Rick Lowe—public-art pioneer, 2002 Loeb Fellow, 2014 MacArthur Fellow, and founder of Houston-based initiative Project Row Houses—addressed the Class of 2015 and their families at the GSD’s Class Day on Wednesday, May 27, encouraging graduates to build on his model of collaborative design and to rethink traditional definitions and standards of “value.”
Trained as a painter, Lowe refocused his practice in the early 1990s toward the needs facing his community, the Third Ward of Houston, at the time an eroding, long-neglected neighborhood. Founding Project Row Houses in 1993, Lowe collaborated with other local artists to purchase and restore a series of abandoned “shotgun” houses and transformed them into a public art campus that has evolved into a visionary initiative, engaging the intersections of art, community, and social service.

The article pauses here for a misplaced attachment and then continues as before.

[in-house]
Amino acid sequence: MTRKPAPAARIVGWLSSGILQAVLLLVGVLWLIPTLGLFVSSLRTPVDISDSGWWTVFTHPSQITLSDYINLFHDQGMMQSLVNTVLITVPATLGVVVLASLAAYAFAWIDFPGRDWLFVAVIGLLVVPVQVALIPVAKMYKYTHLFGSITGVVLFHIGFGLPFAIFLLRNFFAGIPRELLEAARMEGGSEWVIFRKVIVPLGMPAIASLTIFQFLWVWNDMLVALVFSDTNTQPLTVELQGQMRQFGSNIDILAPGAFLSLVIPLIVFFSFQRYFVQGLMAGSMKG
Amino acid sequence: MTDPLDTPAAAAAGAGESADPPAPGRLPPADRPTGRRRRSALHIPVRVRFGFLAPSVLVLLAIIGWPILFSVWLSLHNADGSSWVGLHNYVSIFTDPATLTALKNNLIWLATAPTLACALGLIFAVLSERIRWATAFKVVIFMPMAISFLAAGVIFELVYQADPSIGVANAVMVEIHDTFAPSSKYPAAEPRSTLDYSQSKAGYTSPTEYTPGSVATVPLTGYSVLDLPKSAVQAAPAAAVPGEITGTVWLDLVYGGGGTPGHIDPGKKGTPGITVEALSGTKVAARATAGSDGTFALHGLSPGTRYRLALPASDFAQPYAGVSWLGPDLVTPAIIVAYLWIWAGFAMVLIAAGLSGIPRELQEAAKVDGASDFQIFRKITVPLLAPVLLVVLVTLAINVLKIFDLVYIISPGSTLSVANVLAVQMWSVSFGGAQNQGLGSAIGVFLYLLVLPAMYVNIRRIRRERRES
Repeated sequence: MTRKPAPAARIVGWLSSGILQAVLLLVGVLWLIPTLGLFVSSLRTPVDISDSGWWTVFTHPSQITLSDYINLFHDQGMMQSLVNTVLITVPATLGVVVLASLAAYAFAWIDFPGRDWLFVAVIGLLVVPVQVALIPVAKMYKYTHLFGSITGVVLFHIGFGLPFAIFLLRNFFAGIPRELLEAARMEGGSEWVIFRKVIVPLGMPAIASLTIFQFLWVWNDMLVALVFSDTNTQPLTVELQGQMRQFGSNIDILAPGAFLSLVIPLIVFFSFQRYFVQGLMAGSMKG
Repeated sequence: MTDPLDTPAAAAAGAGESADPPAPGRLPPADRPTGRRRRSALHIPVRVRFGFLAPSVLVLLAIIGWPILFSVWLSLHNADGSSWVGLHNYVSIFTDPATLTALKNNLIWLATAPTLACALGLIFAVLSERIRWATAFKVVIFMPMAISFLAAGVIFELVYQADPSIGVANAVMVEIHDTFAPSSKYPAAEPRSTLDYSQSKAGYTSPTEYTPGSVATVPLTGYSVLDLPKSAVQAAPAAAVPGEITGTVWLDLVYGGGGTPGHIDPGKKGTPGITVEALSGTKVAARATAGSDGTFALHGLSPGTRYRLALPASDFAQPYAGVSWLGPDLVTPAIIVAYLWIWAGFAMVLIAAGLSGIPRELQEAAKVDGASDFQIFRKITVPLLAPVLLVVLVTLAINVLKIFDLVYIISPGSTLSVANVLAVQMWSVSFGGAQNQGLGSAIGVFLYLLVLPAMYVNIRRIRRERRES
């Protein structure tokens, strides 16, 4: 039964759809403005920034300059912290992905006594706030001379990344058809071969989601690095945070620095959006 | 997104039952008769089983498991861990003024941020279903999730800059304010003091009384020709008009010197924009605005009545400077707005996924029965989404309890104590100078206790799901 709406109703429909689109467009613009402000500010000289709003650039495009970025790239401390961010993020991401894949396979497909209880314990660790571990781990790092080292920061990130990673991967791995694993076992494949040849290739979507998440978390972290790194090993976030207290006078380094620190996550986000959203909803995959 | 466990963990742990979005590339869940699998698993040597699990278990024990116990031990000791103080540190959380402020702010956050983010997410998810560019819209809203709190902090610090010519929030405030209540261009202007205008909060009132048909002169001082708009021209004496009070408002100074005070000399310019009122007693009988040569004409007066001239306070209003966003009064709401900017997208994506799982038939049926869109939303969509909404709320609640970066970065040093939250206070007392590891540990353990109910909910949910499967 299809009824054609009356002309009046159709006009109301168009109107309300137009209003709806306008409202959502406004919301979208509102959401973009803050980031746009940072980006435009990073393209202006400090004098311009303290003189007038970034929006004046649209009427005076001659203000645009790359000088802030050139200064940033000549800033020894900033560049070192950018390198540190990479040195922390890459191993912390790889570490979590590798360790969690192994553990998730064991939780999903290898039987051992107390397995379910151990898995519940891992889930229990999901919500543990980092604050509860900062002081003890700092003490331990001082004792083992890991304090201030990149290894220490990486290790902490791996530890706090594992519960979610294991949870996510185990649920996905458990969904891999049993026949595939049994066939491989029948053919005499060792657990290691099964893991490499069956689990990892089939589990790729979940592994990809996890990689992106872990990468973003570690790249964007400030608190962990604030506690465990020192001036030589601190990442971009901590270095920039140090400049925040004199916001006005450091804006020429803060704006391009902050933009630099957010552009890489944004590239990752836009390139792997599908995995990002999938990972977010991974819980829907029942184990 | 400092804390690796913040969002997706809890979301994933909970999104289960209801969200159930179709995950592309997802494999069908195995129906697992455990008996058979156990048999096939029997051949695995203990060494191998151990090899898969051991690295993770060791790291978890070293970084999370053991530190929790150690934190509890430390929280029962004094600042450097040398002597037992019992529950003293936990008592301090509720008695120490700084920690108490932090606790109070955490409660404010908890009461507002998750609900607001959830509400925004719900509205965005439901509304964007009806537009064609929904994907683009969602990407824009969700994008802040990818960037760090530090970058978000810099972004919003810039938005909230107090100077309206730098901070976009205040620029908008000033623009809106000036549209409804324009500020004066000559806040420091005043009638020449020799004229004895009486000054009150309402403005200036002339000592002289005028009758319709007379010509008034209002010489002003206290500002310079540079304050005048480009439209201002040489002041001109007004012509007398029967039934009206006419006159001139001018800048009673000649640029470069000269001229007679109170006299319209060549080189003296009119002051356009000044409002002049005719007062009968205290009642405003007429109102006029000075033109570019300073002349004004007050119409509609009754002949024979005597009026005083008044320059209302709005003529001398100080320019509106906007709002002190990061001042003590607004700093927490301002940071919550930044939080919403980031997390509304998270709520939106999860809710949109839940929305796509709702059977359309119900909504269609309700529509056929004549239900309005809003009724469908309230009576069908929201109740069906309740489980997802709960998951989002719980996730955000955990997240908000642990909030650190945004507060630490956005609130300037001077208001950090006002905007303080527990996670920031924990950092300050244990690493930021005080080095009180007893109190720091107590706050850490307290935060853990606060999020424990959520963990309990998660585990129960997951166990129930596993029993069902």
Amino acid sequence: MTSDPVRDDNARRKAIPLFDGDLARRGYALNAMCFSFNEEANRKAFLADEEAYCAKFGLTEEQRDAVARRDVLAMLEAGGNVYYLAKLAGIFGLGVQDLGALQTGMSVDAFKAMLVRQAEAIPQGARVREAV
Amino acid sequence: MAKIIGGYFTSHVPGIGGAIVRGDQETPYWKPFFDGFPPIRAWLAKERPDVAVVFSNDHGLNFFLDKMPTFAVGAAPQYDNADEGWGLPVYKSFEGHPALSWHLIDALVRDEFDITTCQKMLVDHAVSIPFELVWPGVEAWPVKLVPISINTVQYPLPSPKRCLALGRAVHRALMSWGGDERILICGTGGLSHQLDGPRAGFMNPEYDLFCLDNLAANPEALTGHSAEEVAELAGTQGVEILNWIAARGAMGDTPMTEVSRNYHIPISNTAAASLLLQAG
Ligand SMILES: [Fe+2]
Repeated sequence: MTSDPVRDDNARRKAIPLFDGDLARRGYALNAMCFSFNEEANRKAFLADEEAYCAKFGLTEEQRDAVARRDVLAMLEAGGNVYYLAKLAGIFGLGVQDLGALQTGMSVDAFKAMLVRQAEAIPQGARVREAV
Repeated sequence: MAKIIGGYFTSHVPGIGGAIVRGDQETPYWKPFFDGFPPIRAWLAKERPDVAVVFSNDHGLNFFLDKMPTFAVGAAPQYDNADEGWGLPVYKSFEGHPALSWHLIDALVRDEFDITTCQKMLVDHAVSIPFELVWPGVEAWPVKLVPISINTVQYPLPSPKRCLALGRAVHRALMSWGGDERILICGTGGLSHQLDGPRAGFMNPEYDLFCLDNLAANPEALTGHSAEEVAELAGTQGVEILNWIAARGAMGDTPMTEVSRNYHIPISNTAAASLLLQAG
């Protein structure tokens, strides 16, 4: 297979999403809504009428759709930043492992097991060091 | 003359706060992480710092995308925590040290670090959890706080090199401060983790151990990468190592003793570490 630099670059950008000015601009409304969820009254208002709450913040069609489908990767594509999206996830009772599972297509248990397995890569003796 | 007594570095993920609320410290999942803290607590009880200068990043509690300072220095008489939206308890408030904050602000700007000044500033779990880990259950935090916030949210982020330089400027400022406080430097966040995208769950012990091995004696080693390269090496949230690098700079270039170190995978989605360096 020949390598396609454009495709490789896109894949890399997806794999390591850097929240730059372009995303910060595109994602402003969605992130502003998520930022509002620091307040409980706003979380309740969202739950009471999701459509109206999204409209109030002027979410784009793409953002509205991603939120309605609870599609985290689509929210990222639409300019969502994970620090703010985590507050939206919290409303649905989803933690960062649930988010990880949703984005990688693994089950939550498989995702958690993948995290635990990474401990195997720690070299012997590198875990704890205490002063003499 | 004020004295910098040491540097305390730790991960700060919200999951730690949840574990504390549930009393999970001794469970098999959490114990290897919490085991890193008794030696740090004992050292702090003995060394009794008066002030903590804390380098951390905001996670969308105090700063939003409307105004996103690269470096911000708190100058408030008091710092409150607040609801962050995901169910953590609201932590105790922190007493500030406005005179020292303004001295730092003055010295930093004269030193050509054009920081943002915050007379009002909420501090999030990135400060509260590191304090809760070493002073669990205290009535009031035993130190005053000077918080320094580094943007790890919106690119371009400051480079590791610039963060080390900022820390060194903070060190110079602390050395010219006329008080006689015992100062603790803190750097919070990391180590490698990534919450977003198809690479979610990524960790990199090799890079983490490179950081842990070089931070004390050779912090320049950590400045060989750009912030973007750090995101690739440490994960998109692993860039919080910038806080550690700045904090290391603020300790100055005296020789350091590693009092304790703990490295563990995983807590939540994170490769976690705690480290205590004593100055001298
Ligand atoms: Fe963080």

Throughout his Class Day talk, Lowe deconstructed the concept of “value,” addressing questions over who gets to define or assess the value of another person, piece of art, or community. He discussed the particular importance of challenging and advancing traditional value structures in the arts and design professions. Harvard magazine offers a full recap. You can also view video of Lowe’s talk.
Photo: John D. & Catherine T. MacArthur Foundation/CC-BY